Recently the NeuroMaker STEM learning platform came onto my radar and caught my attention because it gives students a hands-on introduction to cutting-edge technologies like Artificial Intelligence, neuroscience, Brain-Machine Interfaces, biomechanics, and advanced prosthetics. As part of the learning process, students collaborate to build a prototype of a real-world prosthetic hand.
NeuroMaker is designed to be used by teachers in the classroom and summer enrichment programs for grades 7-10. The NeuroMaker STEM Kit offers a combination of hardware, software, curriculum, distance learning options, design competition, and support for educators of all levels to introduce biomedical engineering in the classroom. Students in after-school clubs and activities can use it, too! In the past three years, the NeuroMaker system has been adopted by over 200 districts, schools, and programs around the country.
What is NeuroMaker? I spoke with NeuroMaker’s product manager, Andrew Bannish, about the educational platform’s origins. He explained that the company behind NeuroMaker was incubated in the Harvard Innovation Lab and had the mission to develop new brain-machine interface technology. After learning that only 5% of people globally have access to prosthetics, they launched BrainRobotics and developed a new kind of prosthetic, an intuitive AI-powered hand that gives the user the ability to make unlimited gestures and grips. BrainRobotics’ AI-powered hand was awarded Time magazine’s 100 Best Inventions 2019. It is significantly less expensive than other prosthetic technology, as well.
The team then asked themselves, “How can we inspire students to take on other big technology challenges?” The company wanted to provide students an opportunity to experiment and develop real-world applications of AI and BCI (brain/computer interface) technology, and that was how NeuroMaker was born.
About the kit. For a little less than $600, NeuroMaker provides the materials for building a prosthetic hand, including prosthetic hardware, BCI hardware, a coding platform, and support materials. All of the curricula are available online free of charge in the user portal that supports both the NeuroMaker HAND and NeuroMaker BCI products. The kit is reusable from year to year, so the investment can be spread over several classes. For an additional $500, NeuroMaker provides teacher professional development, as well, so teachers can be prepared to incorporate the learning into their existing science curriculum.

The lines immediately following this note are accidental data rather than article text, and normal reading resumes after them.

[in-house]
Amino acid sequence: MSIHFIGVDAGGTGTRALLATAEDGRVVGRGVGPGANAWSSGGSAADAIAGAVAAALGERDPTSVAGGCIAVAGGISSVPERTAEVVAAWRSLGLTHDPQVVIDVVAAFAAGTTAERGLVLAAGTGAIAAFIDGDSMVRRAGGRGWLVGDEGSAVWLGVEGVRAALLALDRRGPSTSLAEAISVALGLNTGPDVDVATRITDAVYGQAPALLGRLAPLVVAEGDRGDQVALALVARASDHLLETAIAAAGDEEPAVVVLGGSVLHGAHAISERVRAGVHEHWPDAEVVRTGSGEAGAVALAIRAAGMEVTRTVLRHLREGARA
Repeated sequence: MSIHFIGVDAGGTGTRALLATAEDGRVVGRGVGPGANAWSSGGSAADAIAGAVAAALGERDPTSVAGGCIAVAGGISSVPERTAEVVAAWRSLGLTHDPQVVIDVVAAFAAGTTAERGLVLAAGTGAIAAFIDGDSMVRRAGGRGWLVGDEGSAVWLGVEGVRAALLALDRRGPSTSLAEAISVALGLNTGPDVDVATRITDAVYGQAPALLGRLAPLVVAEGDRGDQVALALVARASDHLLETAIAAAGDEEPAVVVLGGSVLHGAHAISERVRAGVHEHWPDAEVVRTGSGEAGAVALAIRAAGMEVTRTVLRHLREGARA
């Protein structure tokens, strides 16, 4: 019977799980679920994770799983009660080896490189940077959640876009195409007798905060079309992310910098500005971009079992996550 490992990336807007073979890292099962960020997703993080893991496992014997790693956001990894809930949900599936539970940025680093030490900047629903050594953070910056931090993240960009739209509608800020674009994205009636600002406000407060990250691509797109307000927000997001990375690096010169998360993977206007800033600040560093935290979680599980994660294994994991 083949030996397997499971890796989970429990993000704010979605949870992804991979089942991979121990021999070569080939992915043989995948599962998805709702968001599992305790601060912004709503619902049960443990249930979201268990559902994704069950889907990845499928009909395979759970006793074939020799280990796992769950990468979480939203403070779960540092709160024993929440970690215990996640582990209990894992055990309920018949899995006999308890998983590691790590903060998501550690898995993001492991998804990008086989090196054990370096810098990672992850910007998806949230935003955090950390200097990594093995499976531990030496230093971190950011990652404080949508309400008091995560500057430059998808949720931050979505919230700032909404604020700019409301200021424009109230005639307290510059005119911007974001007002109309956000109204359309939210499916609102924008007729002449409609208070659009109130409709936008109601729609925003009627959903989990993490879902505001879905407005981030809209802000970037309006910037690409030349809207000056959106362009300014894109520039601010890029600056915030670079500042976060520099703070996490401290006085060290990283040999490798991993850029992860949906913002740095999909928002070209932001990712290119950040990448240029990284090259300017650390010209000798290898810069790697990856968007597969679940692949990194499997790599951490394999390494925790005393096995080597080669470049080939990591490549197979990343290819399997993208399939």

All NeuroMaker experiences utilize real biomedical industry materials. The NeuroMaker HAND is the original prototype of the award-winning prosthetic hand, and the NeuroMaker BCI is a real-world, consumer-grade Electroencephalography (EEG) device. NeuroMaker’s curriculum provides different options to interact with BCI technology and engages students with real-world applications that combine BCI, machine learning, and data science—and show them how they can change the world for the better using their STEM knowledge. The problem it poses to students also mirrors real-world development challenges and requires teamwork, sustained investigation, and multidisciplinary design thinking.
For a glimpse of the NeuroMaker curriculum being used in the classroom, watch this short video.
Participate in the NeuroMaker Creative Challenge. Twice a year, the company sponsors a design competition for middle and high school students. The competition is open to students worldwide and gives them the opportunity to investigate the connections between biomedical engineering, artificial intelligence, programming, and more. Working in teams, students are challenged to create their own assistive technology projects that solve problems they select and research on their own. Students are free to use any NeuroMaker technology paired with anything else they like. Students then create a video submission and written report, which the company’s in-house biomedical engineers evaluate. Learn more.
Bring NeuroMaker to your students. NeuroMaker’s hands-on, project-oriented approach to introducing advanced, real-world technologies in the classroom is an innovative way to show students how different STEM disciplines can work together. It provides teachers a platform for teaching advanced subjects like biomedical engineering and neuroscience and is appealing to students, with its participatory project-based learning approach and relevance to improving people’s lives. And while the story of NeuroMaker’s beginnings is hopeful and inspiring, it’s even more exciting to imagine what inventions their educational materials and student challenges will lead to in the future.
Are you a teacher who wants to learn more? NeuroMaker would love to hear from you and can be reached on their educator team page.